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Study shows higher hospitalization risk for kidney patients receiving heart defibrillators

06 February 2018 | News

Joint study by Kaiser Permanente and University of Washington finds patients with chronic kidney disease who receive implantable cardioverter defibrillators experience few benefits.

Image Courtesy- guardian.ng

Image Courtesy- guardian.ng

Singapore - In a study of nearly 6,000 community-based patients with chronic kidney disease and heart failure, the use of implantable cardioverter defibrillators was associated with a significantly increased risk of subsequent hospitalization.

The study, "Long Term Outcomes Associated with Implantable Cardioverter Defibrillator in Adults with Chronic Kidney Disease," was conducted by researchers from Kaiser Permanente and the University of Washington. It was published in JAMA Internal Medicine.

"The finding surprised us," said lead author Nisha Bansal, MD, MAS, of the Kidney Research Institute of University of Washington's Division of Nephrology. "Chronic kidney disease is common in adults with heart failure, and is associated with a greater risk of heart attack. However, in this observational study we did not find a significant overall benefit from ICDs for patients with kidney disease."

ICDs are small implantable devices that deliver electrical shocks to the heart in order to help control life-threatening irregular heartbeats, or arrhythmias. (Pacemakers are a different implanted device, that gives off low-energy electrical pulses to treat less-dangerous heart rhythms.) ICDs are commonly used to reduce the likelihood of sudden death in patients at high risk of cardiac arrest.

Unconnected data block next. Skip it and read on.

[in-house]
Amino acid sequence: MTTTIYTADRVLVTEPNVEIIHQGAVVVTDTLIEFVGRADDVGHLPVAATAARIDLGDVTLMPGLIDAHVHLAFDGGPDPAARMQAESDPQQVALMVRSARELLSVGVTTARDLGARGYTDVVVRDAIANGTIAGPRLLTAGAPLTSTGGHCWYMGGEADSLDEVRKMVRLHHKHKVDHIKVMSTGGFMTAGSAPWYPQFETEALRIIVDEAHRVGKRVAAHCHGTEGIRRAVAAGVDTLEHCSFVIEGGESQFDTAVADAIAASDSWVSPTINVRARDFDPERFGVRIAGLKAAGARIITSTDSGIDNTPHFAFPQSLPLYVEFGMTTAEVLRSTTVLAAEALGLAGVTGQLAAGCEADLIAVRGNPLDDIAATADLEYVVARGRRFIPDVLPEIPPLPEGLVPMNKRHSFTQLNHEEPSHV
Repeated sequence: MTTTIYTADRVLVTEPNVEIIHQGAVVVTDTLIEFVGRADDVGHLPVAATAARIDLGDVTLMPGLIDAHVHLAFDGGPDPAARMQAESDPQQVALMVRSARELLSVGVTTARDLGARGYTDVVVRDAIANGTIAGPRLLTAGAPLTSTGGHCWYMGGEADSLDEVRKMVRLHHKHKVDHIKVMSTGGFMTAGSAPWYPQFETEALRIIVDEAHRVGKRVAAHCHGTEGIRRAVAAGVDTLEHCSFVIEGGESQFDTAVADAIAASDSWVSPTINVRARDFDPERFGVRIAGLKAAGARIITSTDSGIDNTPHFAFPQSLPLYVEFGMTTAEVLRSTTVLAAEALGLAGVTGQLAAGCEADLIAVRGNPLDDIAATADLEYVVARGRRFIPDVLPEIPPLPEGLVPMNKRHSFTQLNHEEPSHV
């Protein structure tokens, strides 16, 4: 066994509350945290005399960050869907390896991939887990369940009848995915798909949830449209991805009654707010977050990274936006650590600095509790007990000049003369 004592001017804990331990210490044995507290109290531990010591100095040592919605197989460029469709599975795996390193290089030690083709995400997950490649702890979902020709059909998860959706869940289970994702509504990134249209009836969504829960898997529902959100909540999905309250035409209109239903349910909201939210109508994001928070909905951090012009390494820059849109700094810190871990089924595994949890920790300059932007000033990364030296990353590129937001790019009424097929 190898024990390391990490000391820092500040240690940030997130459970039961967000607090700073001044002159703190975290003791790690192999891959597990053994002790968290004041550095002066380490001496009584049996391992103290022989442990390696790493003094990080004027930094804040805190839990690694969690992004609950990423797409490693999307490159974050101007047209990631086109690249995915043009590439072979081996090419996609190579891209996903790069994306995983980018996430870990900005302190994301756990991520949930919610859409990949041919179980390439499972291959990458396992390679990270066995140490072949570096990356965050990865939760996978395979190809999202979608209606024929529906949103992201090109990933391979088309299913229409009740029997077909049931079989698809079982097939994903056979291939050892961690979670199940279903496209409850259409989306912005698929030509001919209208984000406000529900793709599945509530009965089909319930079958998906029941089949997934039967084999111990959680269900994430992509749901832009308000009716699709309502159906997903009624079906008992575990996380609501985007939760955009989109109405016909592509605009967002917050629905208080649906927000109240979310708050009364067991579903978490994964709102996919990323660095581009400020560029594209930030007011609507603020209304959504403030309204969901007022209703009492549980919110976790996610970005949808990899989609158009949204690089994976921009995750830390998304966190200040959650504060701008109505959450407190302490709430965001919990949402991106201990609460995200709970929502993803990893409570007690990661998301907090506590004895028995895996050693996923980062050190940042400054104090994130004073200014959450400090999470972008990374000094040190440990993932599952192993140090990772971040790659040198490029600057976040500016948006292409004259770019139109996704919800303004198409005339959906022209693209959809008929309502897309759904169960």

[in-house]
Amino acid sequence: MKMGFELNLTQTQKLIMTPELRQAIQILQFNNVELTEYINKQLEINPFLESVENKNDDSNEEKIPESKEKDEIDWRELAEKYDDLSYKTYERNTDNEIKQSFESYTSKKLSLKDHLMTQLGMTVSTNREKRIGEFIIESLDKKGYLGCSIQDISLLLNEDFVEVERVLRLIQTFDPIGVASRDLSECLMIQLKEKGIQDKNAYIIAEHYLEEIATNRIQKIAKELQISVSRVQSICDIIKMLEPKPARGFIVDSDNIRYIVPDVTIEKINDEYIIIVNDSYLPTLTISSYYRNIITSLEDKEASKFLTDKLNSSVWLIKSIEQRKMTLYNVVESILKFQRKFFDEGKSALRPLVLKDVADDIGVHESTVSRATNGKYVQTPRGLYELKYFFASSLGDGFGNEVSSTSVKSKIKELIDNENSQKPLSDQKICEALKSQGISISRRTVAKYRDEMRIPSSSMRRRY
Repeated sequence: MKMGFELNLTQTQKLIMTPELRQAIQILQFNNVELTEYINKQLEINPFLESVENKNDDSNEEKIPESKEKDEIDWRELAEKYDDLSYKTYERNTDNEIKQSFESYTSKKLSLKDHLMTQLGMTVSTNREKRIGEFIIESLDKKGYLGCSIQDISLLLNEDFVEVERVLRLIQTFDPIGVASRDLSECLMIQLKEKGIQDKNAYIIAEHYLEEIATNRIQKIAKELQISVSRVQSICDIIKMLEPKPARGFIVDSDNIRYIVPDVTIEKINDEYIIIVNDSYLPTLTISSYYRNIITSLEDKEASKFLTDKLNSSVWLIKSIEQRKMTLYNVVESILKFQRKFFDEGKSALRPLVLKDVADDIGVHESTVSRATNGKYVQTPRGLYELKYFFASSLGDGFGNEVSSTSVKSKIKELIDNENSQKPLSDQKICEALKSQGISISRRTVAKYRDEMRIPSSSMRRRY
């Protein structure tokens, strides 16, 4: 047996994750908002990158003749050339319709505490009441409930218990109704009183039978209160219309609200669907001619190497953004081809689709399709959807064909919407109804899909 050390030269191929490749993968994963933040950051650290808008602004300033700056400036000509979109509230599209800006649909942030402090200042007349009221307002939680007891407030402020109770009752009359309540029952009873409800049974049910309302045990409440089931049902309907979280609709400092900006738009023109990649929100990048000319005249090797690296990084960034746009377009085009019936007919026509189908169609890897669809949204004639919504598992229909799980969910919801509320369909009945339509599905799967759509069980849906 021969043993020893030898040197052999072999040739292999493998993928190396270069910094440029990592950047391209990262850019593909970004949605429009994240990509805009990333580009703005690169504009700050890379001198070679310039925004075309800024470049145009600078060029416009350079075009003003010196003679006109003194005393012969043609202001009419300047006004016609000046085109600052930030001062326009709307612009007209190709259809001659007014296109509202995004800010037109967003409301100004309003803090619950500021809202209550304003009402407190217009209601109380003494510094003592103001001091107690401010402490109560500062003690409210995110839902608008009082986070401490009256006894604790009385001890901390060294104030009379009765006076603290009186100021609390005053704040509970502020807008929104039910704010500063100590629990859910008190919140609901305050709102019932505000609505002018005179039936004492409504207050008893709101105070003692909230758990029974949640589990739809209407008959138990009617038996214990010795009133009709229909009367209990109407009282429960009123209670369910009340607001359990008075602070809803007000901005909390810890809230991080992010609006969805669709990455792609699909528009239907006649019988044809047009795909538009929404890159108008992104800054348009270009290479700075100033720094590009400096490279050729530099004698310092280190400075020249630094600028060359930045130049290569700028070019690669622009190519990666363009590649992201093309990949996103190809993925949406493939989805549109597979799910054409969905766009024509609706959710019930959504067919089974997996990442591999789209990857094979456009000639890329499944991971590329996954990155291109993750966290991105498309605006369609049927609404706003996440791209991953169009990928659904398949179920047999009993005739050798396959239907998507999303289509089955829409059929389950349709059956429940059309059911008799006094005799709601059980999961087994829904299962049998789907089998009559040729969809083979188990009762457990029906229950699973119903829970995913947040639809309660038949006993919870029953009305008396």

After accounting for differences in demographics, numerous other health conditions, the use of heart medications, and confounding risk factors, there was no difference in mortality between patients with chronic kidney disease who did or did not receive an ICD. However, ICD placement was associated with a 49 percent increased risk of subsequent hospitalization due to heart failure and a 25 percent increased risk of hospitalization for any reason.

This study was funded the National Heart, Lung, and Blood Institute; the National Institute of Diabetes and Digestive and Kidney Diseases; and the U.S. Department of Health and Human Services.


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